Electrical, optical and electro-optical simulations are presented for a waveguided, resonant, bus-coupled, p-doped Si micro-donut MOS depletion modulator operating at the 1.55 μm wavelength. To minimize the switching voltage and energy, a high-K dielectric film of HfO2 or ZrO2 is chosen as the gate dielectric, while a narrow ring-shaped layer of p-doped poly-silicon is selected for the gate electrode, rather than metal, to minimize plasmonic loss loading of the fundamental TE mode. In a 6-μm-diam high-Q resonator, an infrared intensity extinction ratio of 6 dB is predicted for a modulation voltage of 2 V and a switching energy of 4 fJ/bit. A speed-of-response around 1 ps is anticipated. For a modulator scaled to operate at 1.3 μm, the estimated switching energy is 2.5 fJ/bit.
©2011 Optical Society of America
Anderson and Fauchet  presented a stimulating study of MOS depletion modulators in photonic-crystal (PhC) three-point-defect (L3) resonators coupled to line defect waveguides. However, PhC integrated “circuits” have not yet been demonstrated experimentally and that’s why we decided to focus upon a demonstrated silicon-on-insulator (SOI) network-on-chip approach in which the network is constructed in part from arrays of SOI strip channel waveguides (nano-wires) that are side-coupled inplane to waveguided SOI micro-rings or micro-disks. Photonic integration of about a hundred rings has already been reported. We felt that the MOS-depleter modulation approach could be applied advantageously to this nanowire technology and we set-forth to design and simulate energy-efficient structures. Since the electromagnetic mode volume in a ring is larger than that in the PhC resonator, we had to trade off an increase in the switching energy for a greater ease of manufacture. The challenges we faced were to attain high-enough Q, low-enough drive voltage, and sufficient modal index change induced by carrier depletion.
This paper presents a modulator design optimized for adequate modulation depth at very low energy. The electrical, optical, and combined electro-optical response are simulated. Results are given on charge depletion, capacitance, voltage requirements, electromagnetic mode profile, polarization, gate dielectric choice, gate-electrode optical loading, waveguide doping effects, gate oxide thickness effects, resonator design, cavity Q, refractive index changes, mode overlap integral, and MOS-induced resonance shift.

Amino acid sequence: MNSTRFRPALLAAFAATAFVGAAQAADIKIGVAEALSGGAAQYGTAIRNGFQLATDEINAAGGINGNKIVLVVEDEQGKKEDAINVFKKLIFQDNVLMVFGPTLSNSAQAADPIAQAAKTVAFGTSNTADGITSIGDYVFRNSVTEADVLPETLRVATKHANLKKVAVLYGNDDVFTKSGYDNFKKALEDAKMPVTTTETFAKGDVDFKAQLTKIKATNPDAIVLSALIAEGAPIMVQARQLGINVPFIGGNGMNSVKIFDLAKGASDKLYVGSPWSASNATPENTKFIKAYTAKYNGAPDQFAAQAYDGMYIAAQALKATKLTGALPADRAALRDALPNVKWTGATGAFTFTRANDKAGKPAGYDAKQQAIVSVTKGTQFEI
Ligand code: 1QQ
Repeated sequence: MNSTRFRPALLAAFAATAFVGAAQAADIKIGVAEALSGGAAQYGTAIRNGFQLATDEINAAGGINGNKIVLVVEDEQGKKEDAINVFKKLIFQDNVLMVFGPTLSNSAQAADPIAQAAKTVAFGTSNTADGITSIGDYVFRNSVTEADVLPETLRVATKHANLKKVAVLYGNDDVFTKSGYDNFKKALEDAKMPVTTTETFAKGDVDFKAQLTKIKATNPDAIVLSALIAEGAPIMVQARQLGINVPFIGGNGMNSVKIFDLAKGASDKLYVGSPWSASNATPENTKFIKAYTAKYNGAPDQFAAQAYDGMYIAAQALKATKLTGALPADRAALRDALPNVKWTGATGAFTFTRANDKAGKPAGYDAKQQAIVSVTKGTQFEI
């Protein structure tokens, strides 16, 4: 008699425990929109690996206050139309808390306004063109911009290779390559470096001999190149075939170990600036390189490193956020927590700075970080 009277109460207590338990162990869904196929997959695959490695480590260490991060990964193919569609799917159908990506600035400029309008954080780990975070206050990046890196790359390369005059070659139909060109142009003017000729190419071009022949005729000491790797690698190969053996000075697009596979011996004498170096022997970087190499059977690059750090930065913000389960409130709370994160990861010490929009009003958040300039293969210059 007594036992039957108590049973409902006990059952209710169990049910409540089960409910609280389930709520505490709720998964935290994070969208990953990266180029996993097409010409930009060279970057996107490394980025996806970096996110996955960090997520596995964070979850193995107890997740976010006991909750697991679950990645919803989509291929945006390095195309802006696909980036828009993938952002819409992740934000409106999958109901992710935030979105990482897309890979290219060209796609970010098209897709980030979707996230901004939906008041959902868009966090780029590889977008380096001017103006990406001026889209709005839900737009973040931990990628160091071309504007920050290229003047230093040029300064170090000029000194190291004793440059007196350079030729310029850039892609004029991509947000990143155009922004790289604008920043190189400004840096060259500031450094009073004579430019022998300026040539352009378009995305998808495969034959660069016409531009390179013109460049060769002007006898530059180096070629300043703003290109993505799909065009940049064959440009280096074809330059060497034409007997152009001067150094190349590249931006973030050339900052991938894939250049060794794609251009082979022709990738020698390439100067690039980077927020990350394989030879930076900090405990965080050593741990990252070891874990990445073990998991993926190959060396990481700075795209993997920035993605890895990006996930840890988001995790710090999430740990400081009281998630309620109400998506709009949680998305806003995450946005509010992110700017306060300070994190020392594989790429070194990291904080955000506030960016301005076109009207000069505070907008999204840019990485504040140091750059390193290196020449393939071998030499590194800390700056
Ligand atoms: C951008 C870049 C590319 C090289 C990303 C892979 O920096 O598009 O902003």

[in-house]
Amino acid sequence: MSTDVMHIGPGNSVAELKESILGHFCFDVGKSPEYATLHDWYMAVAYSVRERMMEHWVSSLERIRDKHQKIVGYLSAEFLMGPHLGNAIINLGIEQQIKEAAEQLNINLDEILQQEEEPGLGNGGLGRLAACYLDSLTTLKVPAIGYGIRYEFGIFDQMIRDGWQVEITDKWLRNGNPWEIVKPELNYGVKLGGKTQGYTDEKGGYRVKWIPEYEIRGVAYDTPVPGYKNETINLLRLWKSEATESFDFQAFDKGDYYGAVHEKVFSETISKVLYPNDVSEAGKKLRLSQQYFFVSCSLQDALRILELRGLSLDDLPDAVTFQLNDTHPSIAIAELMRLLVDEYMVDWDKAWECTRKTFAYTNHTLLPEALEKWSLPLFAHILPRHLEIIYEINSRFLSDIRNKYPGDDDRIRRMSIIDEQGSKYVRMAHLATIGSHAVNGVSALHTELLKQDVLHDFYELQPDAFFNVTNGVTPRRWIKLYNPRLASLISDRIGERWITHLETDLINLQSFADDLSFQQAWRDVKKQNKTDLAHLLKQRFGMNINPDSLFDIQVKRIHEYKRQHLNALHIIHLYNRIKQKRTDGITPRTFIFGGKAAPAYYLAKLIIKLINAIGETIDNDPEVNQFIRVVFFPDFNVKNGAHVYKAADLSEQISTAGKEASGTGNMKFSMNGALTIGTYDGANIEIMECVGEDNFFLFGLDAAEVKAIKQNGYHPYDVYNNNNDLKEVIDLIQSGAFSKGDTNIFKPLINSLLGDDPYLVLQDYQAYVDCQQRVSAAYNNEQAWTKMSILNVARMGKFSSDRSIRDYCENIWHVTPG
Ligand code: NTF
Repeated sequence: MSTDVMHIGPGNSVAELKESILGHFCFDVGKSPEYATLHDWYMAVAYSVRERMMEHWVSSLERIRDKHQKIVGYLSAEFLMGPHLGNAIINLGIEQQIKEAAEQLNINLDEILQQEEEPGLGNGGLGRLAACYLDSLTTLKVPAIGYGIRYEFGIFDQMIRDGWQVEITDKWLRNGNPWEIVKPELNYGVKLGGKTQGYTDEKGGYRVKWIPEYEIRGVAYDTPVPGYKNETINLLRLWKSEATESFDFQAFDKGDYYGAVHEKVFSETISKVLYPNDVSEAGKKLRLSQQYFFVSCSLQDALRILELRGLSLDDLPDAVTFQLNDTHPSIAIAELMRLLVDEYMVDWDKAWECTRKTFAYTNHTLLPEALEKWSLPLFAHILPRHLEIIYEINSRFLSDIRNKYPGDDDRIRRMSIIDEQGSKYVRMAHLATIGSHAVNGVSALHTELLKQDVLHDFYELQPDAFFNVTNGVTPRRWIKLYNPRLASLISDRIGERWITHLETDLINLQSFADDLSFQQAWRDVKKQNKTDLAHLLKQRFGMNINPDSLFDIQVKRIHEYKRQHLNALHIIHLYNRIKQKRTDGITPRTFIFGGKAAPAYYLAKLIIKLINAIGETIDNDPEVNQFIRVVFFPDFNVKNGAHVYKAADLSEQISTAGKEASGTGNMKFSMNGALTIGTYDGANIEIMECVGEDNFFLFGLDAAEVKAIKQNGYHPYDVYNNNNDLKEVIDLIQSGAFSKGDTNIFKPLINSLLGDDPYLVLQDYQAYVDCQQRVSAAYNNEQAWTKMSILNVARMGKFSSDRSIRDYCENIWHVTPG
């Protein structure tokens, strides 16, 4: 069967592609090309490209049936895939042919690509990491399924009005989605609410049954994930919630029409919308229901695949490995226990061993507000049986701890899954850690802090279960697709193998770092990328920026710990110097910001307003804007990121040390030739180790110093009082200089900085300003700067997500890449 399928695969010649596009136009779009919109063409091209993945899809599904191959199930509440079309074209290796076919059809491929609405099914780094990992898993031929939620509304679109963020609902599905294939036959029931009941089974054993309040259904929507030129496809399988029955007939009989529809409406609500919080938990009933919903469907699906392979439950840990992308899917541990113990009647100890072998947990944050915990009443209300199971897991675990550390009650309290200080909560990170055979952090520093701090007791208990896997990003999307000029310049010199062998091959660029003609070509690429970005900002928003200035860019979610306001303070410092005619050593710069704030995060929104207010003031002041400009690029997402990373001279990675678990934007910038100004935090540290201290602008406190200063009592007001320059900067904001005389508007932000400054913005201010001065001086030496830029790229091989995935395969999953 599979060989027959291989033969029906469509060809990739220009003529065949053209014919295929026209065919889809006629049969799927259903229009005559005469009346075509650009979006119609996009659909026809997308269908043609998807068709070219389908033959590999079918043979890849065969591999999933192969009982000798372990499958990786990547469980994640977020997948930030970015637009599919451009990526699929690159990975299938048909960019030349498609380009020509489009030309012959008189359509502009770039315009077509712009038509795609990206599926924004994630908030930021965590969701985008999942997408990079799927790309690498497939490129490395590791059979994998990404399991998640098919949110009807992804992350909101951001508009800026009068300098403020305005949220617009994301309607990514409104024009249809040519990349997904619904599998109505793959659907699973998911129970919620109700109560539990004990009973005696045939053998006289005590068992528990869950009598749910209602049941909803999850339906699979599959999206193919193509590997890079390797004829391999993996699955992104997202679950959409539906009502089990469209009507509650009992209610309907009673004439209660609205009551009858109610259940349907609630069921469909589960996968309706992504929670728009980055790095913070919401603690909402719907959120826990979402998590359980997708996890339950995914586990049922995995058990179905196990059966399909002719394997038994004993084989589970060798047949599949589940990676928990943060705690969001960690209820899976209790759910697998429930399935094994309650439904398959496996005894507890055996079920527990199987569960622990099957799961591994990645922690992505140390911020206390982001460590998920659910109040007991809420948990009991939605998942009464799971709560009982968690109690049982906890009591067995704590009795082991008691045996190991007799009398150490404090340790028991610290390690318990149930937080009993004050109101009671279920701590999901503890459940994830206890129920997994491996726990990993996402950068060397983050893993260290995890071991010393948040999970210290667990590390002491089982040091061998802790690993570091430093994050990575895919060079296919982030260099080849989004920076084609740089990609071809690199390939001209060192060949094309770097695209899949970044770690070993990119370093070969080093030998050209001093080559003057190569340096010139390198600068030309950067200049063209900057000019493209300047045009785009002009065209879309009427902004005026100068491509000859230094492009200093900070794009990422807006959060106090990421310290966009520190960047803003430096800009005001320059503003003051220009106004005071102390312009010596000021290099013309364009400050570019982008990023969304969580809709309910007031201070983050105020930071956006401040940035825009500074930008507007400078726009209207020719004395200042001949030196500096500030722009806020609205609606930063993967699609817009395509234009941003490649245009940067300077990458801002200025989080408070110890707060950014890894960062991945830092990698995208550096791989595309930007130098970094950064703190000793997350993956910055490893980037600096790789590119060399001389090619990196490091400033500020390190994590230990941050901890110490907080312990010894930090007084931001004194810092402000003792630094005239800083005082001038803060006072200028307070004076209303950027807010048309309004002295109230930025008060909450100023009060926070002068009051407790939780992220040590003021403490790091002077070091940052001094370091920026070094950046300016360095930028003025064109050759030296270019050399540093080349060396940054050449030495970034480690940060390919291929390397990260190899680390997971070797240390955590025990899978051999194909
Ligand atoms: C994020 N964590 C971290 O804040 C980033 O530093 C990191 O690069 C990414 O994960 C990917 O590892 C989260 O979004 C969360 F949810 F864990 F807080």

2. Design discussion
The high Q resonator coupled to a readout nanowire has a FWHM spectral linewidth Δλq that is inversely proportional to Q. Depletion of carriers within the cavity increases the real index of the Si resonator material by an amount Δn which in turn changes the effective index of the resonant mode neff by an amount Δneff. Then Δneff produces a shift Δλ of the mode's initial resonance wavelength λ 0. For successful modulation the Q must be high enough and Δneff large enough so that Δλ is comparable to Δλq . High Q comes from low propagation loss in the waveguided resonator. There are several loss factors such as wall roughness loss, material loss, and waveguide bend loss. The principal loss here arises from gate-electrode loading since the optical mode-tail tunnels through the gate oxide and touches the electrode. In early simulations, we quickly found that a metal gate electrode was not acceptable because of its very high plasmonic loss. The solution to that problem is to employ doped polysilicon as the gate electrode (as is done in the CMOS industry) because the poly-Si loss is orders-of-magnitude smaller than that of metal. The silicon body of the resonator is uniformly doped p-type or n-type and there is material loss associated with free carrier absorption, although early studies show  that this loss can be kept below 1 cm−1 at the 1.55 μm communications wavelength by restricting the doping concentration to be less than 1017 cm−3.
We decided to introduce here the new silicon micro-donut resonator reported recently by the Georgia Tech group  because the donut has demonstrably higher Q than that of prior-art micro-rings. Donut wall losses are lower than ring losses because the donut’s whispering gallery mode uses internal reflection from only the outer sidewall, whereas the ring incorporates reflections from its inner and outer sidewalls. The MOS donut affords an opportunity to reduce the gate capacitance and the switching energy by employing a narrow-width ring-shaped gate electrode film that is positioned atop the whispering gallery region near the outer sidewall. For outer diameters in the 5 to 8 μm range, we determined the donut’s allowed modes and the low-loss polarization which is TE-like. Since it is a depletion device, this MOS donut does bear a generic resemblance to the vertical-pn-junction depletion modulators and switches that have been demonstrated in Si micro-disks [4,5].
The change in real Si index Δn arises from the free-carrier electro-refraction effect, where Δn nearly proportional to the change in free carrier concentration ΔN. From ionized impurities in the doped waveguide, there is an initial concentration N of free carriers that exists at zero bias. Carriers are swept out of the active region (rapidly) by the applied field, a removal of ΔN = N at full depletion. Thus a large N seems desireable to yield large Δn. However, at large N it becomes difficult to deplete the waveguide body since the depletion layer thickness depends upon N –0.5. Thus a compromise value of N such as 1016-1017 cm−3 must be chosen in order to deplete “most” of the donut height h—but this ceiling-on-N constrains Δn. The choice of electrons or holes as the free carriers plays a key role in attaining large Δn. Early studies  showed that free holes are about four times more effective than electrons for inducing Δn when sweeping out carrier densities of 1016-1017 cm−3. That prediction has been verified experimentally over the years; thus, we elected p-type doping of the resonator as discussed below.